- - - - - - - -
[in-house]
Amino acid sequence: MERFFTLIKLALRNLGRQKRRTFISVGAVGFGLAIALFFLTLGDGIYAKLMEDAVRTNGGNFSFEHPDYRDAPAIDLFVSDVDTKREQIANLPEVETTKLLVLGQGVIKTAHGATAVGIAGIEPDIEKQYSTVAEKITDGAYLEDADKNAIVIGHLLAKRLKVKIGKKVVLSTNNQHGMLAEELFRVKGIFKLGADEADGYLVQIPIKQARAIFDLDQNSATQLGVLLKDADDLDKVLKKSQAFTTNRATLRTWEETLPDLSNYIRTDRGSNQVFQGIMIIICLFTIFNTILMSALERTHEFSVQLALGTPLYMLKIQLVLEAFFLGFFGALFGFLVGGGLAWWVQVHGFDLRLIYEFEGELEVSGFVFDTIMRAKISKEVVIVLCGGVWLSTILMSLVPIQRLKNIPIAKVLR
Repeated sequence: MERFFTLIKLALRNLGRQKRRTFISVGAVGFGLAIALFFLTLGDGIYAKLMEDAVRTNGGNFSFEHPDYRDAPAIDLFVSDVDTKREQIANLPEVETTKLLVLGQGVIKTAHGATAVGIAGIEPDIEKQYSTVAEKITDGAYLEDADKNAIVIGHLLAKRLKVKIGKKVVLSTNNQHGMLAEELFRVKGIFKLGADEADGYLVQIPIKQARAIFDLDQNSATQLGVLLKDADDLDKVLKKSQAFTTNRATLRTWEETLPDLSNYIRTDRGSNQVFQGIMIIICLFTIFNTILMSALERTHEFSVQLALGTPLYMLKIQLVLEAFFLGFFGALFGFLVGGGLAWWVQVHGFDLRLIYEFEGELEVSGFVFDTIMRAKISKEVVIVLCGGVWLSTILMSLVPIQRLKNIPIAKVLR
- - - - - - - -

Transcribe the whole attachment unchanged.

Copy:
[in-house]
Amino acid sequence: MERFFTLIKLALRNLGRQKRRTFISVGAVGFGLAIALFFLTLGDGIYAKLMEDAVRTNGGNFSFEHPDYRDAPAIDLFVSDVDTKREQIANLPEVETTKLLVLGQGVIKTAHGATAVGIAGIEPDIEKQYSTVAEKITDGAYLEDADKNAIVIGHLLAKRLKVKIGKKVVLSTNNQHGMLAEELFRVKGIFKLGADEADGYLVQIPIKQARAIFDLDQNSATQLGVLLKDADDLDKVLKKSQAFTTNRATLRTWEETLPDLSNYIRTDRGSNQVFQGIMIIICLFTIFNTILMSALERTHEFSVQLALGTPLYMLKIQLVLEAFFLGFFGALFGFLVGGGLAWWVQVHGFDLRLIYEFEGELEVSGFVFDTIMRAKISKEVVIVLCGGVWLSTILMSLVPIQRLKNIPIAKVLR
Repeated sequence: MERFFTLIKLALRNLGRQKRRTFISVGAVGFGLAIALFFLTLGDGIYAKLMEDAVRTNGGNFSFEHPDYRDAPAIDLFVSDVDTKREQIANLPEVETTKLLVLGQGVIKTAHGATAVGIAGIEPDIEKQYSTVAEKITDGAYLEDADKNAIVIGHLLAKRLKVKIGKKVVLSTNNQHGMLAEELFRVKGIFKLGADEADGYLVQIPIKQARAIFDLDQNSATQLGVLLKDADDLDKVLKKSQAFTTNRATLRTWEETLPDLSNYIRTDRGSNQVFQGIMIIICLFTIFNTILMSALERTHEFSVQLALGTPLYMLKIQLVLEAFFLGFFGALFGFLVGGGLAWWVQVHGFDLRLIYEFEGELEVSGFVFDTIMRAKISKEVVIVLCGGVWLSTILMSLVPIQRLKNIPIAKVLR